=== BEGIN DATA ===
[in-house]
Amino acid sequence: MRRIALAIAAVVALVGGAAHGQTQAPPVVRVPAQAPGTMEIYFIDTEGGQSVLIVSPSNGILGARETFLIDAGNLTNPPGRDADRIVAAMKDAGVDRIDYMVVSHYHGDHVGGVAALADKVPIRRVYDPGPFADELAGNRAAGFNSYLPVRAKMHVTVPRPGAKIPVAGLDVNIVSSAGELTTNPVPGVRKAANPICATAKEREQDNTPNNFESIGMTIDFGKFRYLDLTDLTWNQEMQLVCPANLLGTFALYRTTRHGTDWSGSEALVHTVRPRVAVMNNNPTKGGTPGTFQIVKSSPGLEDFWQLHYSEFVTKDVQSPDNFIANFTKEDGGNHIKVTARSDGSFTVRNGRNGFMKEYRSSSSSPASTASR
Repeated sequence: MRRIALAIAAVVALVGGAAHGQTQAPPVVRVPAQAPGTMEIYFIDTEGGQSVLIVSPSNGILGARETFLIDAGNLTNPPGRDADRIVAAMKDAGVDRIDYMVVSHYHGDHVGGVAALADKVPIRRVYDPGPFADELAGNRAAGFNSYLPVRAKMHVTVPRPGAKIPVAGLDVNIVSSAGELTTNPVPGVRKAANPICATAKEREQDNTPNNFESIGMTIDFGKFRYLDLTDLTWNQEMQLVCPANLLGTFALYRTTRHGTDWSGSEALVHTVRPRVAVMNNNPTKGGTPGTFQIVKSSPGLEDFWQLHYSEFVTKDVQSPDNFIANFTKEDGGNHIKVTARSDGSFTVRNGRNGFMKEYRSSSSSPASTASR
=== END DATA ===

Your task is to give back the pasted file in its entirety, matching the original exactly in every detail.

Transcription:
[in-house]
Amino acid sequence: MRRIALAIAAVVALVGGAAHGQTQAPPVVRVPAQAPGTMEIYFIDTEGGQSVLIVSPSNGILGARETFLIDAGNLTNPPGRDADRIVAAMKDAGVDRIDYMVVSHYHGDHVGGVAALADKVPIRRVYDPGPFADELAGNRAAGFNSYLPVRAKMHVTVPRPGAKIPVAGLDVNIVSSAGELTTNPVPGVRKAANPICATAKEREQDNTPNNFESIGMTIDFGKFRYLDLTDLTWNQEMQLVCPANLLGTFALYRTTRHGTDWSGSEALVHTVRPRVAVMNNNPTKGGTPGTFQIVKSSPGLEDFWQLHYSEFVTKDVQSPDNFIANFTKEDGGNHIKVTARSDGSFTVRNGRNGFMKEYRSSSSSPASTASR
Repeated sequence: MRRIALAIAAVVALVGGAAHGQTQAPPVVRVPAQAPGTMEIYFIDTEGGQSVLIVSPSNGILGARETFLIDAGNLTNPPGRDADRIVAAMKDAGVDRIDYMVVSHYHGDHVGGVAALADKVPIRRVYDPGPFADELAGNRAAGFNSYLPVRAKMHVTVPRPGAKIPVAGLDVNIVSSAGELTTNPVPGVRKAANPICATAKEREQDNTPNNFESIGMTIDFGKFRYLDLTDLTWNQEMQLVCPANLLGTFALYRTTRHGTDWSGSEALVHTVRPRVAVMNNNPTKGGTPGTFQIVKSSPGLEDFWQLHYSEFVTKDVQSPDNFIANFTKEDGGNHIKVTARSDGSFTVRNGRNGFMKEYRSSSSSPASTASR